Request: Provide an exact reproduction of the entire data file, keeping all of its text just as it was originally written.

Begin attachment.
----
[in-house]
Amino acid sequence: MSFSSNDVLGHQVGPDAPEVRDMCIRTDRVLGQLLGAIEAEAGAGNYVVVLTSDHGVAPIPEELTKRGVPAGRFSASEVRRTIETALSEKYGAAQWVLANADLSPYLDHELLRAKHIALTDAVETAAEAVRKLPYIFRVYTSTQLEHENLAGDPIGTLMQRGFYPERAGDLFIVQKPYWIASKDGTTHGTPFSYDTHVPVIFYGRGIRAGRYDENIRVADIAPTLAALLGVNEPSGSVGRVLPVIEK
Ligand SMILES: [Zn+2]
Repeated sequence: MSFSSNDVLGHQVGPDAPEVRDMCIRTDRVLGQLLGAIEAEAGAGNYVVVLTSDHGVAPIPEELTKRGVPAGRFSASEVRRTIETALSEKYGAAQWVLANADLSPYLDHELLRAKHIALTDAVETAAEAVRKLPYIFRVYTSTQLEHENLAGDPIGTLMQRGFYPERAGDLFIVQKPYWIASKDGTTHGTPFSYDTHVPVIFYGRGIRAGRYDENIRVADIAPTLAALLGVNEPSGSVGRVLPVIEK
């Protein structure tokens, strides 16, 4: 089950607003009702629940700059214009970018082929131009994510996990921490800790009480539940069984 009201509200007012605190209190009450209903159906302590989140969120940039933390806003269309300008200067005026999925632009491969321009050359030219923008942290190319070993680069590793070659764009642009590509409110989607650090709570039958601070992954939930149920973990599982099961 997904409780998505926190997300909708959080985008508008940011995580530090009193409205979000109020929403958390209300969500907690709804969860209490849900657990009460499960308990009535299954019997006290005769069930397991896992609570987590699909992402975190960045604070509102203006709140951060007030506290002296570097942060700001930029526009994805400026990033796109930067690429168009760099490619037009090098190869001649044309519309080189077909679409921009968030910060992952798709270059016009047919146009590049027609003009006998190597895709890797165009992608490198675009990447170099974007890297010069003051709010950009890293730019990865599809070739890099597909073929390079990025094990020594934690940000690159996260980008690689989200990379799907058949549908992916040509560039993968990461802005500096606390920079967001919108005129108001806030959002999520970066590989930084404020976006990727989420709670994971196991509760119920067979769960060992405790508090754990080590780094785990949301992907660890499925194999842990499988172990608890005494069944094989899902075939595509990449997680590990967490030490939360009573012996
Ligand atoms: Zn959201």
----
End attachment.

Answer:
[in-house]
Amino acid sequence: MSFSSNDVLGHQVGPDAPEVRDMCIRTDRVLGQLLGAIEAEAGAGNYVVVLTSDHGVAPIPEELTKRGVPAGRFSASEVRRTIETALSEKYGAAQWVLANADLSPYLDHELLRAKHIALTDAVETAAEAVRKLPYIFRVYTSTQLEHENLAGDPIGTLMQRGFYPERAGDLFIVQKPYWIASKDGTTHGTPFSYDTHVPVIFYGRGIRAGRYDENIRVADIAPTLAALLGVNEPSGSVGRVLPVIEK
Ligand SMILES: [Zn+2]
Repeated sequence: MSFSSNDVLGHQVGPDAPEVRDMCIRTDRVLGQLLGAIEAEAGAGNYVVVLTSDHGVAPIPEELTKRGVPAGRFSASEVRRTIETALSEKYGAAQWVLANADLSPYLDHELLRAKHIALTDAVETAAEAVRKLPYIFRVYTSTQLEHENLAGDPIGTLMQRGFYPERAGDLFIVQKPYWIASKDGTTHGTPFSYDTHVPVIFYGRGIRAGRYDENIRVADIAPTLAALLGVNEPSGSVGRVLPVIEK
């Protein structure tokens, strides 16, 4: 089950607003009702629940700059214009970018082929131009994510996990921490800790009480539940069984 009201509200007012605190209190009450209903159906302590989140969120940039933390806003269309300008200067005026999925632009491969321009050359030219923008942290190319070993680069590793070659764009642009590509409110989607650090709570039958601070992954939930149920973990599982099961 997904409780998505926190997300909708959080985008508008940011995580530090009193409205979000109020929403958390209300969500907690709804969860209490849900657990009460499960308990009535299954019997006290005769069930397991896992609570987590699909992402975190960045604070509102203006709140951060007030506290002296570097942060700001930029526009994805400026990033796109930067690429168009760099490619037009090098190869001649044309519309080189077909679409921009968030910060992952798709270059016009047919146009590049027609003009006998190597895709890797165009992608490198675009990447170099974007890297010069003051709010950009890293730019990865599809070739890099597909073929390079990025094990020594934690940000690159996260980008690689989200990379799907058949549908992916040509560039993968990461802005500096606390920079967001919108005129108001806030959002999520970066590989930084404020976006990727989420709670994971196991509760119920067979769960060992405790508090754990080590780094785990949301992907660890499925194999842990499988172990608890005494069944094989899902075939595509990449997680590990967490030490939360009573012996
Ligand atoms: Zn959201």